Awaking Sunday to a strong feeling of deja vu, I again embarked on a multi-hour trek to the insurance capital of the US (Connecticut) for some mountain bike racing with George, Arik and Natalia. For those of you keeping count, this is 4 races and 4 different bike configurations in 6 weeks. My shop has been all too occupied of late, but at long last I've got a bike that I don't plan on changing any more until cyclocross becomes an olympic sport.
After blowing away all the other younguns at Orchard Assault, I was feeling pretty good about this one. I mean, I only hammered out 80 miles on Saturday with Eric, proceeded to get 6hrs sleep and had my own little NASCAR pit crew of racing buddies to feed me and cheer me on. A good shout of encouragement will overcome a set of balding tires (that raced the entire transrockies last year) in the mud any day of the week, right?
Rolling 5th into the woods, I hit the first slippery, steep climb and it was immediately clear that it would be a long day. With my legs only giving 80% and the traction hovering around 50%, I wasn't getting much of anywhere, though neither was anyone else. I manged to be ahead of the inevitable pile-up on the first climb, allowing me to hang in my my 5th (or thereabouts) spot without much difficulty and stay there for a lap or so.
It probably wasn't too awful that my legs weren't putting out, because even pushing HR numbers in the 150s, I was slipping around like a Brabus SL on the track (skip to 4:30 for the fun part).
When you're big enough to ride an XL size bike with a nearly maxed 410mm post, limited traction is not synonymous with competitive advantage. It is, however often synonymous with "rubber side up"--a move which I elegantly executed on the last downhill of lap 1 when faced with the choice between crossing up on a tree doing double digit mphs or pulling the eject lever after losing my line on a wet root.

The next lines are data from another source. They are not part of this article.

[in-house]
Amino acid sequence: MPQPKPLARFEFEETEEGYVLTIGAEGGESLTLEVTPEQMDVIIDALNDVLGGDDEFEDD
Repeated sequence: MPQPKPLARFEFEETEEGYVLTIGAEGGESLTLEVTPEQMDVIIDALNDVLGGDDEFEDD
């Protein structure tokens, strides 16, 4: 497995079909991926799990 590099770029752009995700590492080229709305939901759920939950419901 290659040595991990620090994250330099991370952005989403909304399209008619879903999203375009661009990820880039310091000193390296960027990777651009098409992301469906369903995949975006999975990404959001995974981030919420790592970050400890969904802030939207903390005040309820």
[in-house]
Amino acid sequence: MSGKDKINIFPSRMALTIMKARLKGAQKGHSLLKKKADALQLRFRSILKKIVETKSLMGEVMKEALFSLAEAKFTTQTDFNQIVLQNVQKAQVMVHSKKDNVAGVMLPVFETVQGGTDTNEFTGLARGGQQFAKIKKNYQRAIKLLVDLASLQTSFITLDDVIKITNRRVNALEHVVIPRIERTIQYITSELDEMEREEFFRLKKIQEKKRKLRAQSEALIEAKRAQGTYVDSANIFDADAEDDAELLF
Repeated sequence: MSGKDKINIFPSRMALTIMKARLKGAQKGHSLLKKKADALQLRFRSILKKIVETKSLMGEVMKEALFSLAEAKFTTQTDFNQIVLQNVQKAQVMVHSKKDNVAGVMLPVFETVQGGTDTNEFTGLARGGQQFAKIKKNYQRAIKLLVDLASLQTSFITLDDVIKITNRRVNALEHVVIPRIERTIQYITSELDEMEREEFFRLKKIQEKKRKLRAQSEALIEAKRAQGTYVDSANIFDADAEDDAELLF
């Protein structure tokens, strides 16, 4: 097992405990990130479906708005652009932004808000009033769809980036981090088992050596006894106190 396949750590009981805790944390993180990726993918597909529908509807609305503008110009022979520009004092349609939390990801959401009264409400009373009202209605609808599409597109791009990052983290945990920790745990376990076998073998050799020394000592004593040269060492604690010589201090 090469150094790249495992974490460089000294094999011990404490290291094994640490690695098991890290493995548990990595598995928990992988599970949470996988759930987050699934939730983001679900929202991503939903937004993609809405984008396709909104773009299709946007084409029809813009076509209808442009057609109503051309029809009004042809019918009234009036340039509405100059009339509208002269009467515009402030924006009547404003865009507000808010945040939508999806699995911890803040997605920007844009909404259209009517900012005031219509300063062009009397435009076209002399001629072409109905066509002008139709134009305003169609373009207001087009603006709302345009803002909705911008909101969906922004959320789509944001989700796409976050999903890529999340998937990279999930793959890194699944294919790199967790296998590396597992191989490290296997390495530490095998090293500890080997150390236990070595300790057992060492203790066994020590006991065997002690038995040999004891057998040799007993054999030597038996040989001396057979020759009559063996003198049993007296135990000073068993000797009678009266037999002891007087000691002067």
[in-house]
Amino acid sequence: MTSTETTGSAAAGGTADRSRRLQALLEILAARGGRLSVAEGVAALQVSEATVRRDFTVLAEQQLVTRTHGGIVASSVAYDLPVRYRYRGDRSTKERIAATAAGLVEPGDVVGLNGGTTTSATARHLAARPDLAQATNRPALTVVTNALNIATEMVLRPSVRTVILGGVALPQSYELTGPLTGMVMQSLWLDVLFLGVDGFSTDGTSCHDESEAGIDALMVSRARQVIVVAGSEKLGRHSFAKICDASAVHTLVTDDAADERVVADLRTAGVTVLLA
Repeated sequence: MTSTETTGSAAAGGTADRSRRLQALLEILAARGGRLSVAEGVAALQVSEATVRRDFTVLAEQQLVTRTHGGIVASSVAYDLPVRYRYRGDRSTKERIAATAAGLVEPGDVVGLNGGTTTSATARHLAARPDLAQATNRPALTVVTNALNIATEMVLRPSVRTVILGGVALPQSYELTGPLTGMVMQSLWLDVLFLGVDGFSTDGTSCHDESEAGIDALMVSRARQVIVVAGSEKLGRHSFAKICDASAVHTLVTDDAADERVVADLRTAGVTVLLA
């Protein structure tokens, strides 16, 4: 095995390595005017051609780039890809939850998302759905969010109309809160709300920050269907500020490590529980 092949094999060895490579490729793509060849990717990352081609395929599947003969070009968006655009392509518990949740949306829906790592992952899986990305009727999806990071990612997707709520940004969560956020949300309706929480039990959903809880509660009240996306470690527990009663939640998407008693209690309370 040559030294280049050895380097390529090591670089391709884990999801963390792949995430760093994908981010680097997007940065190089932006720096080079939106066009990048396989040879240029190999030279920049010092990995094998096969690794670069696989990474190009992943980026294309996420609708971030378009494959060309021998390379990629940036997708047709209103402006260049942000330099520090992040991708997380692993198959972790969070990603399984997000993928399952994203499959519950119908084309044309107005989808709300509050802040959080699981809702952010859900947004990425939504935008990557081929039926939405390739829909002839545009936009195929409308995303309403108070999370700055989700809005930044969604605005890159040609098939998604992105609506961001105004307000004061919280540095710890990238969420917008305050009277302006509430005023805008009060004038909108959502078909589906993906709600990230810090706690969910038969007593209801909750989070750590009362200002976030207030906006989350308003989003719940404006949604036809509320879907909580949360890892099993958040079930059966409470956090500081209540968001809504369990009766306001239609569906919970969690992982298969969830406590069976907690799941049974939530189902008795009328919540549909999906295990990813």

Anyway, after making a solid spectacle for a gaggle of onlookers, I hopped back on and was all psyched for the feed zone. Nothin' like a little isotonic sugar solution to rinse out those wounds, right? Ok, maybe that's gross, but nonetheless my feed was conspicuously absent.
As my muscles were far from allowing me to be anerobic, I was able to puzzle out that seeing my pit crew dorking around with my camera on the other side of the course was probably incompatible with my finding them at the feed zone to hand me bottles. Maybe next lap?
Nobody can complain about a good photo of themselves looking fast, it's often better for one's rep then actually being fast, but my pit crew not only neglected to be available in the feed zone for the entire race but also neglected to put a memory card in the camera, leaving no verifiable evidence of the angry looks I gave them on each of the subsequent laps as I dipped deeper and deeper into my fat metabolism.
Not one to hold a grudge, I did get some photos of them looking fast, mainly so you can shove a stick in their spokes the next time you see them:
(I love you guys)
By lap 4 I was practically softpedaling, but everything would have been fine had I not choco-dipped myself and my bike in a giant sloppy mud-puddle at the top of climb 1, rendering my drivetrain all but completely inoperable and my person more than a little chilly. From that point on it was survival mode to the finish. Thankfully I only got passed by Cary before it was all over for 6th place overall and about 13min off the leaders.
Natalia had a solid ride by contrast, taking the hole shot off the line:
and placing 2nd to the girl on her wheel:
to take the leader place for the series.
Coyote hill next!
All the photos here.